The Quarry Teaches Players to Fear Every Decision They Make
The Quarry is another deadly interactive fiction title from Supermassive Games. Summer camp is over, and now it’s time for all the camp counselors to go home. Except that one of them makes a really bad decision to keep everyone there just one more night. You can expect to make plenty more bad calls as the game progresses, too. Which decisions are the wrong ones, though? The tiniest of actions can lead to a later demise in this game, creating incredible tension over even the smallest choice. No matter what the choice, this game will teach you to be nervous about it.
Throughout the game, you’re frequently presented with choices. Do you check out a trap door? Do you respond positively to your friend? Are you down for a little swimming? How about breaking into a cottage to get some stuff you forgot? It’s all fairly innocent stuff a lot of the time. Just the kind of things that keep dialogue going. Maybe help you get to know the friends in the game. It also helps you guide how those friendships come together, shaping the story in ways that make it feel more personal.
Sometimes, though, these decisions are what get someone killed in The Quarry. Something as simple as deciding to go for a little swim at a bad time can cause a death. Choosing whether to pick up an item or not might cause you harm later. For some of these decisions, your death comes quickly. That unfortunate swim took me off-guard later in the game. However, I was more worried about leaving that character alone, forcing me to weigh both sides of the decision. In the end, I made the wrong call and someone died. It was so hard to tell what was a good decision in that moment, though. This game loves surprising you with which decisions are the bad ones.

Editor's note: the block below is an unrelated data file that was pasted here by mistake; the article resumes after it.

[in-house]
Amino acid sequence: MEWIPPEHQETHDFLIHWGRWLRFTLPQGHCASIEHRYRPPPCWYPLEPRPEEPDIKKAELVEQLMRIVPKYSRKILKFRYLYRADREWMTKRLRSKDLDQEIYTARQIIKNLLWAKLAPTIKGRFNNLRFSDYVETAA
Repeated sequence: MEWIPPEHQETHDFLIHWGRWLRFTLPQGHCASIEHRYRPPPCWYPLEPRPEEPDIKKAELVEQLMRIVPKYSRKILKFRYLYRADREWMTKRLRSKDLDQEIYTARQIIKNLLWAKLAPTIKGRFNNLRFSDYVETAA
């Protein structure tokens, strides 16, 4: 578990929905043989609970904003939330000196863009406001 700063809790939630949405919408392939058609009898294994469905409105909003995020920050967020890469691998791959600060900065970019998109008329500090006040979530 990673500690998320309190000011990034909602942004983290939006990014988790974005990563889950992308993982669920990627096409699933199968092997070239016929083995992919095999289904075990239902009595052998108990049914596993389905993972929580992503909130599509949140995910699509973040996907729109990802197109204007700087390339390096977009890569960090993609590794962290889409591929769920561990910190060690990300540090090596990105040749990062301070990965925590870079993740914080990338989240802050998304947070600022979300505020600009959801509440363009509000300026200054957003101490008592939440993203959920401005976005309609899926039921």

This creates a constant pressure whenever you have to pick a route. Something as simple as swimming or not can cost a teen their life, after all. That it is such a small choice of activity, and not tied to some imminent danger, makes every other decision feel life-threatening. That’s unsurprising as you’re nearing the end of the game. No matter where you’re at in the game, though, there’s many indications that you’re unsafe. That whatever you decide to do next will cause harm or death.
The Quarry is filled with many strange characters and creatures to keep you nervous throughout your play time. There’s a mysterious fortuneteller that seems to want to help you. Or maybe not. Some animal-like creatures are stalking around in the darkness. A handful of hunters smear themselves with blood and patrol the area near the camp. An intimidating police officer is holding some people prisoner. Are all of these people against you? Do some of them have a secret agenda you can exploit? Having so many unknowns adds more room to make mistakes. More consequences you don’t expect.
Their presence alone increases that anxiety because you feel there’s more unpredictable elements involved. Even without seeing your deaths play out at the end of the game, these factions create an unease as you decide things. How will your story change if you anger the hunters? Should you be difficult to that creepy cop? There’s many people with unknown drives, and these add a further sense of discomfort. You’re never sure who will turn on you. Who’s an enemy or not, and if the next decision you make will change that.